3. It helps your workforce understand how to succeed.

A comprehensive digital accessibility policy will include steps for achieving success. It will answer these questions: What are the technical requirements for digital accessibility? Who will ensure that web accessibility testing is conducted to meet these requirements? Is accessibility training and/or guidance available? Who will monitor implementation of this policy? When this information is part of your policy, it becomes a valuable reference tool and helps ensure company-wide compliance.

4. It lets customers and/or employees with disabilities know that your digital environment is barrier-free.

A written, published policy — as opposed to an aspiration to be inclusive without any concrete steps to achieve it — communicates to the public that you’re serious about accessibility. It also demonstrates that this is a company that listens to its customers and is responsive to their needs. According to Rich Donovan, CEO of Return on Disability Group, companies making concrete efforts to engage people with disabilities are, on average, outperforming their competitors2

5. Your team will reap the benefits.

A website, internal software or electronic document that is designed to be accessible is more usable by everyone in your organization, whether or not they happen to have a permanent disability. Think about employees who have temporary injuries from basketball practice, who have their hands full (literally — maybe they’re holding a report open while typing with one hand), who didn’t sleep well the night before, who are easily distracted (or share an office with someone who is easily distracted)”¦ all these diverse types of employees will be more productive if the digital properties they are working with are accessible.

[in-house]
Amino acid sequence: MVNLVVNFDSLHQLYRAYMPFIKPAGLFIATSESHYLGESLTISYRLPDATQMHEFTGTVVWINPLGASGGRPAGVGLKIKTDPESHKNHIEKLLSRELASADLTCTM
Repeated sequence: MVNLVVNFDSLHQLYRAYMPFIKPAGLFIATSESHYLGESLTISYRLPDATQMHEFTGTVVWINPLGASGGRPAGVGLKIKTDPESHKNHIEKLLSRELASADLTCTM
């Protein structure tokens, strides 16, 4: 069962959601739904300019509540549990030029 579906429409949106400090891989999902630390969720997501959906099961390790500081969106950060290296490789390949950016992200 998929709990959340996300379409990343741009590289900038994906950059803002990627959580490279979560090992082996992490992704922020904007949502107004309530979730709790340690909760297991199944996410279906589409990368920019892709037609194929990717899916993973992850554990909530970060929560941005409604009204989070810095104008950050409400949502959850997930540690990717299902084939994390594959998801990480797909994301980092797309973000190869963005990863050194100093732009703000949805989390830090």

6. Your digital properties will have staying power.

If your digital accessibility policy makes reference to the technical requirements of the Web Content Accessibility Guidelines (WCAG 2.2)— and it should, according to the International Telecommunication Union’s Global Initiative for Inclusive ICTs, because WCAG 2.2 is the most up-to-date set of criteria — then your digital properties are likely to stay accessible for a while. Websites that follow WCAG 2.2 are device-independent, meaning they will still be accessible even as new kinds of mobile devices or gadgets come on the market. In other words, your site won’t have to be redesigned from the ground up every time the world starts using the next big thing.

Getting Started

According to the Global Initiative for Inclusive ICTs, a digital accessibility policy should be developed in consultation with people who have disability and accessibility expertise. It should also be reviewed periodically and updated as needed. Contact a professional consulting firm that can work with you to develop a policy that will guide — and inspire — your entire organization.

An Innovative Solution

Level Access has developed a comprehensive accessibility solution to help organizations follow the Web Content Accessibility Guidelines (WCAG) and achieve and maintain compliance with standards and regulations. This includes integrating web compliance evaluation and remediation services with assistive technology to deliver a transformative experience for people with disabilities. Learn more about our innovative solution.